Are you settling for a sub-optimal outcome?

Alison Smith
16 January 2014

16 January 2014 | Alison Smith

Alison SmithIn my last blog I suggested it’s our unconscious routines - when we're on automatic pilot - that can stop us achieving our goals and succeeding.

Today I'd like to explore the motivation we might have for examining our behaviour, because otherwise why would we bother? This is true for any change. If you’re happy with the current outcome, why would you want to change what you’re doing? The premise behind any change is a desire for a different outcome. But I wonder how often we settle for the current outcome, not realising we’re settling for something sub-optimal.

First I'd like to start with an assumption that to achieve your goals at work you, or those who work for you, need the following skills:

• Motivation and enthusiasm

• Mental clarity

• Analytical ability

• Problem solving

• Interpersonal awareness

• Team working

• Concentration

• Access to long and short-term memory

• Comprehension

• Effective listening

• Confidence when speaking

• Organisational skills

• Ability to handle stressful situations and conflict

• Critical judgement and decision-making

• Effective communication and expression

• Creative writing

• Speed-reading

• Stamina and energy

Feel free to add any others you can think of.

Without these skills things can start to go wrong – for example negotiating sub-optimal pricing, choosing the wrong suppliers, failing to satisfy stakeholders, making mistakes, escalating risks, compromising production, fractious teams, deteriorating customer quality, missing out on innovation and much more.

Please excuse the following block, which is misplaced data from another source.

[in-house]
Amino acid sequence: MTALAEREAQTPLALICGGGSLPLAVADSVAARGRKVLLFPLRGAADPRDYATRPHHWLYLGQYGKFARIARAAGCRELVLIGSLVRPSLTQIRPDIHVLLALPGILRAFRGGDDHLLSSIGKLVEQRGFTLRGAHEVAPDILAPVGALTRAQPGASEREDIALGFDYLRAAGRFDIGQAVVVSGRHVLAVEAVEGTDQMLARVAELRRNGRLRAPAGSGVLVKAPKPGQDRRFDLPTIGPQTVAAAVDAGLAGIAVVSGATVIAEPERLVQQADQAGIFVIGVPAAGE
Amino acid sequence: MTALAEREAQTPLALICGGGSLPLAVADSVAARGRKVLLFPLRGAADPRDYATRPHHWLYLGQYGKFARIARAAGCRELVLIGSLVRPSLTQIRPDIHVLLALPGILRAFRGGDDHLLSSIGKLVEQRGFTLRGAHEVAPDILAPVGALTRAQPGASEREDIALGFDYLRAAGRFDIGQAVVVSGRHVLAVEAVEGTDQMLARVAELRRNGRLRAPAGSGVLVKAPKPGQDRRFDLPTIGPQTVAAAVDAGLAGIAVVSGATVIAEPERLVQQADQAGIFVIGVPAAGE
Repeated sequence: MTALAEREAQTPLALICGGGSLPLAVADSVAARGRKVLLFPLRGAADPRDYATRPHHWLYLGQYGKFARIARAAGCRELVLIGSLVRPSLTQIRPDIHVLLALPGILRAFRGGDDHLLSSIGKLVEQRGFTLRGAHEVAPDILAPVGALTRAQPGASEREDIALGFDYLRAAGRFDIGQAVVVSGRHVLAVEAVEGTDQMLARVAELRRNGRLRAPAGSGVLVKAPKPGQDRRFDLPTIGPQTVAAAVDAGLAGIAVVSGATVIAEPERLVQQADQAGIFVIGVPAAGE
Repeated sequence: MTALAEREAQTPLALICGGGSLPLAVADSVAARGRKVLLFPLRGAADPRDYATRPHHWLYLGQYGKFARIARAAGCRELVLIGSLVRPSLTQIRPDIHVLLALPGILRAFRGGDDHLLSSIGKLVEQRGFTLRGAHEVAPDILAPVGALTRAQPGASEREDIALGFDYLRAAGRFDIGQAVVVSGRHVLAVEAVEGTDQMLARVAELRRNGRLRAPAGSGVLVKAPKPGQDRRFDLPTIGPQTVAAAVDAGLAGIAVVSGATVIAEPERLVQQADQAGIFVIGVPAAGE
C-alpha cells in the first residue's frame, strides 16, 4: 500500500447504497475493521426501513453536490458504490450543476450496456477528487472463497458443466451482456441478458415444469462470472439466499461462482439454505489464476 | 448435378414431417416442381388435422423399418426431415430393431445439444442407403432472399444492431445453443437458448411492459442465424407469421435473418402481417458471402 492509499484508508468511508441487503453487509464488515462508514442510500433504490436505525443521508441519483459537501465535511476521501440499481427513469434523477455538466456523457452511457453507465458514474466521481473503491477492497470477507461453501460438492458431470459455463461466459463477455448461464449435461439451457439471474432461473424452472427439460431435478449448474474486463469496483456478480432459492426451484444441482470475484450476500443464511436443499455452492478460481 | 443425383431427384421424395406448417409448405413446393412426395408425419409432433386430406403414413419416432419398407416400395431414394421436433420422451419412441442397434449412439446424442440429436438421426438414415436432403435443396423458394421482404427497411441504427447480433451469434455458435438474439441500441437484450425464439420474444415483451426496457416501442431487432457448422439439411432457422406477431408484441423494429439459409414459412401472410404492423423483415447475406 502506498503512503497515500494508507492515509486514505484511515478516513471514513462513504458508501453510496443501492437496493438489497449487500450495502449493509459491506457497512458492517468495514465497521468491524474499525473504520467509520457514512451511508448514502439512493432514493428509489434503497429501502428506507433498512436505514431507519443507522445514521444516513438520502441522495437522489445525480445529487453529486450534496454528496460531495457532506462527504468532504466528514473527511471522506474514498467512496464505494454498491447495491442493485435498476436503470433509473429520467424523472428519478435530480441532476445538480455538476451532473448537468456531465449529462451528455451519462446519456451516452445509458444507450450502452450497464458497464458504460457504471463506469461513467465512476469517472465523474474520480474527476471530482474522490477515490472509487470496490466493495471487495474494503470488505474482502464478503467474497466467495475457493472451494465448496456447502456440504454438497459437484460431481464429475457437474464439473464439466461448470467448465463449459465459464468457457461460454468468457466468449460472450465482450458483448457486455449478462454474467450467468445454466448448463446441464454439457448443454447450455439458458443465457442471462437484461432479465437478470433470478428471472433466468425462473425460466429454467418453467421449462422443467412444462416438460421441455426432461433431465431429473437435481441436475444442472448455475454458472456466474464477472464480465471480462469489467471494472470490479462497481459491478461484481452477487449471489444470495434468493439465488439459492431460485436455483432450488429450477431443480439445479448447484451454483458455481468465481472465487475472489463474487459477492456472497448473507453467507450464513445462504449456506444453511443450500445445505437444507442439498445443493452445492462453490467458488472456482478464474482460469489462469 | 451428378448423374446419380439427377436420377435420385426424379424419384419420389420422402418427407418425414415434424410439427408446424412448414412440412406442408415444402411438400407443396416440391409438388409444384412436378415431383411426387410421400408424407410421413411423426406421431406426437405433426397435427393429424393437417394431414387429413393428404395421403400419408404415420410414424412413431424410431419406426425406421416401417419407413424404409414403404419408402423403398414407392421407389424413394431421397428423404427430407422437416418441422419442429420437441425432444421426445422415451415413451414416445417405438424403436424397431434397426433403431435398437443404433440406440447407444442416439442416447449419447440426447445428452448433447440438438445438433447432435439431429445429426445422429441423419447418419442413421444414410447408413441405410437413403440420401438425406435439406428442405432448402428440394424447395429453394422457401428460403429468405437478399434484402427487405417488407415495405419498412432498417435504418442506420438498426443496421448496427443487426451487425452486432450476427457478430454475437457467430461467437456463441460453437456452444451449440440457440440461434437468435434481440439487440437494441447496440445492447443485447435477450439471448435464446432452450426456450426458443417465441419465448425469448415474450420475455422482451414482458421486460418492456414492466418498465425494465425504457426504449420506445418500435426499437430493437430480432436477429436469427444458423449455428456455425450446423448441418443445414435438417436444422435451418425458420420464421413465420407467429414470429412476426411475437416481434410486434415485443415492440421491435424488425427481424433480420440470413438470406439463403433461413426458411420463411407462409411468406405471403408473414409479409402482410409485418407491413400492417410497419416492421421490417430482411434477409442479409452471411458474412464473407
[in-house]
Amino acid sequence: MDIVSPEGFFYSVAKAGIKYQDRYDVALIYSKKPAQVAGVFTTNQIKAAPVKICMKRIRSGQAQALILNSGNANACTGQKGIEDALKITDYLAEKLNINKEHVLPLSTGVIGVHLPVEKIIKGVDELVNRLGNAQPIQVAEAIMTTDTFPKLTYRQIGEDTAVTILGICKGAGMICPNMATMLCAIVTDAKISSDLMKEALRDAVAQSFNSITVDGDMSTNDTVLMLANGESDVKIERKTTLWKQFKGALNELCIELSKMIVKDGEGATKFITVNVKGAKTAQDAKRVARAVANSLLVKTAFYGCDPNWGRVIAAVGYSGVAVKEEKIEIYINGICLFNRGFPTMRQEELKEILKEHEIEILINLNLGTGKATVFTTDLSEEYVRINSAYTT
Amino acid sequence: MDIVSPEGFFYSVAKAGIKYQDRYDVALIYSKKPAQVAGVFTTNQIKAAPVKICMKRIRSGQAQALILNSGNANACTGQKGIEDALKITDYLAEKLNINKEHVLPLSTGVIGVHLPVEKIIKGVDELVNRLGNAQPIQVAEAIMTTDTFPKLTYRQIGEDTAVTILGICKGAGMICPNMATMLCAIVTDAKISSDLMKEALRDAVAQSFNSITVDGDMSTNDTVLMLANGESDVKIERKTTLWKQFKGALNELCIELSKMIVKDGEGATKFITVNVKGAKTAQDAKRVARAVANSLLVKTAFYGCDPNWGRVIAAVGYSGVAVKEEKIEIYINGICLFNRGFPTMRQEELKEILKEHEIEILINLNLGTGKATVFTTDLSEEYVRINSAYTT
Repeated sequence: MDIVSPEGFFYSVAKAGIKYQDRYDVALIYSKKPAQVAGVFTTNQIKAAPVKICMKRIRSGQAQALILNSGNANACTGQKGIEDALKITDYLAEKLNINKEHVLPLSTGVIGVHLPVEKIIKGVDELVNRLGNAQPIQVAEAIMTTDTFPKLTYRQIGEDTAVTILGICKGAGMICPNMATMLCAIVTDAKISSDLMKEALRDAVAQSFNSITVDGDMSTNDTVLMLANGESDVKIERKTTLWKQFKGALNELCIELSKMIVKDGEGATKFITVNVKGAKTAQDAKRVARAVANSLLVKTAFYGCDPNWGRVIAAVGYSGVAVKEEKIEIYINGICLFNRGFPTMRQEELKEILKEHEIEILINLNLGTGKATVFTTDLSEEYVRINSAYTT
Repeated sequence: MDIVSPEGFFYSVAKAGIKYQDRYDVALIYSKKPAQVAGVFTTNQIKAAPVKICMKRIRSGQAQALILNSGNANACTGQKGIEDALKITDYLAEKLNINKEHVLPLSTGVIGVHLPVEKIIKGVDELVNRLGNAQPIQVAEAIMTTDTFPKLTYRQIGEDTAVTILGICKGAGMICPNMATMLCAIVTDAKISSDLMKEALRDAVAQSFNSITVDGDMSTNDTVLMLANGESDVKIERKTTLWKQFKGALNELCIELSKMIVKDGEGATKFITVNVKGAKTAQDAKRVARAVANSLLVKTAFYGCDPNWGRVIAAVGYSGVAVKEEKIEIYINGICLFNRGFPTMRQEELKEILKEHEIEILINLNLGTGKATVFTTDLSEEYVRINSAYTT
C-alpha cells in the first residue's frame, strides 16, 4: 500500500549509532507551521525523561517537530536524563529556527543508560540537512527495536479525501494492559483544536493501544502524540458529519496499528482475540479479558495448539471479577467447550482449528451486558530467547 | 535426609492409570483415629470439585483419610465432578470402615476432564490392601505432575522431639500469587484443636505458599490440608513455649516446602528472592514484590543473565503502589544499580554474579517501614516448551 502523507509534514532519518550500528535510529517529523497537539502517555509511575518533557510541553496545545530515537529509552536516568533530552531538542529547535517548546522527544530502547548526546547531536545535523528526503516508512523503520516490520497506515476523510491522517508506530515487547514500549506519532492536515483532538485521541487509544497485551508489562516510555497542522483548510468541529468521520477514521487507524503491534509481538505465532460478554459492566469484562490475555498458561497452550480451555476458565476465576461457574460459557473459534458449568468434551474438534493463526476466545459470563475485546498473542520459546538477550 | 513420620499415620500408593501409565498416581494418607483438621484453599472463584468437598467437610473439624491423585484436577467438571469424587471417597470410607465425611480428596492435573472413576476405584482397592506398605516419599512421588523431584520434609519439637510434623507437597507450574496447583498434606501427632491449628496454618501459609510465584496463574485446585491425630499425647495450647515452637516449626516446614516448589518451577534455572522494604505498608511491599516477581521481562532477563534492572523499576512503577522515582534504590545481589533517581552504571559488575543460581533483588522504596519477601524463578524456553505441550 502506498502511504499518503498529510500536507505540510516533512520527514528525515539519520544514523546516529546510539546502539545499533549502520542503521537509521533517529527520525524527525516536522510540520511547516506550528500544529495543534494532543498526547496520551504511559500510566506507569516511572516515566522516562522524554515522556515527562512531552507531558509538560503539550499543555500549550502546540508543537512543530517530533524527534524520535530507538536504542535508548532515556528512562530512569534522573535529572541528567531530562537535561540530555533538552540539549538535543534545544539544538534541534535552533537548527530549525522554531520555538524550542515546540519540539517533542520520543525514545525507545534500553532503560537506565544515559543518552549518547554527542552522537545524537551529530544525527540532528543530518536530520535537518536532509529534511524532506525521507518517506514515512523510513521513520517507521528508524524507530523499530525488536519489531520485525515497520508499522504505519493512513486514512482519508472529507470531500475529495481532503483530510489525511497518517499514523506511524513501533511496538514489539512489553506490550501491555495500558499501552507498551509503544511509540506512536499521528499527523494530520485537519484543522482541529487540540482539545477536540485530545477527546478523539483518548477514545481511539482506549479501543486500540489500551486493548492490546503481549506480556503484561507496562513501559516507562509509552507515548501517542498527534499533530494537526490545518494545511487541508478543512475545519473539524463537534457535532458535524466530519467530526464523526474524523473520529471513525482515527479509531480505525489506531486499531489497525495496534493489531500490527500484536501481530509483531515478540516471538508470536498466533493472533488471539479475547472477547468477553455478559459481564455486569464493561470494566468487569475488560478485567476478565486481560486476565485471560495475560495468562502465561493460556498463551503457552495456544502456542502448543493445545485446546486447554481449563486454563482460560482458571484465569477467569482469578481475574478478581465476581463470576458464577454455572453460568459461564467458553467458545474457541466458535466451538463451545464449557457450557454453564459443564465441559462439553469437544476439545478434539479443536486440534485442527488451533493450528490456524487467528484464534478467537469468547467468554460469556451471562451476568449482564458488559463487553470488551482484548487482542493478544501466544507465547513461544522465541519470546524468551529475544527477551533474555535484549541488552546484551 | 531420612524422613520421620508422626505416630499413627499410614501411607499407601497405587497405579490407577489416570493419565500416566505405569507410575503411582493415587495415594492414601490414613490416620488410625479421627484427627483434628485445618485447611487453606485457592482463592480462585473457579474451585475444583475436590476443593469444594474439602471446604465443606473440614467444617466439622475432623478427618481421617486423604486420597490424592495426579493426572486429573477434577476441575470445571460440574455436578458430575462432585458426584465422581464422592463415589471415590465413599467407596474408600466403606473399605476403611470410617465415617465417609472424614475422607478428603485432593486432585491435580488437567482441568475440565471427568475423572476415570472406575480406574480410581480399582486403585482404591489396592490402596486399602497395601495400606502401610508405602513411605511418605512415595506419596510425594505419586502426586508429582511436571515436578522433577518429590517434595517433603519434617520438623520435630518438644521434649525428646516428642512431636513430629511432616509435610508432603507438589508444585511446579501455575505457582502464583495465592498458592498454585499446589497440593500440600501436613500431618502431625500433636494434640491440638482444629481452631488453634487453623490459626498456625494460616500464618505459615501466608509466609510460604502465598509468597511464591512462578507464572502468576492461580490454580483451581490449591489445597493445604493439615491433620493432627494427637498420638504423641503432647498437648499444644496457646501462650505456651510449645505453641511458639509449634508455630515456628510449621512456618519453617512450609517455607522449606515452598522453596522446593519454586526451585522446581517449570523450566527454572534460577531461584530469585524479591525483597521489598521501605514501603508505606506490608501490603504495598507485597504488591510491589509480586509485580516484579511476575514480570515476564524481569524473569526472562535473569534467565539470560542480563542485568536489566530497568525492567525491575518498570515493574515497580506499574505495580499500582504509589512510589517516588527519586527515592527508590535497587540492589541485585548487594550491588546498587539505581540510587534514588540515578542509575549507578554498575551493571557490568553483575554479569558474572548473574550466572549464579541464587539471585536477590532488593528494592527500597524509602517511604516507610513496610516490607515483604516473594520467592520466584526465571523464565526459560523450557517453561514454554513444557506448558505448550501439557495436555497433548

Do you have access to these skills every day? Or does your ability in them wax and wane? Do you have access to each of these skills when you need them? Are you aware of times when you couldn't access them when that might have had a negative impact on your performance?

If you're like most people then yes - your abilities will wax and wane, and no - these skills are not always available when you need them. That's normal. What I've found is we're not always aware of what we're doing that could be negatively impacting our ability to access these skills.

My upcoming blogs will explore the unconscious routines that can prohibit optimal performance of these skills. Please think about what positive difference having access to these skills would have in your life.

☛ Alison Smith is a consultant, facilitator and coach

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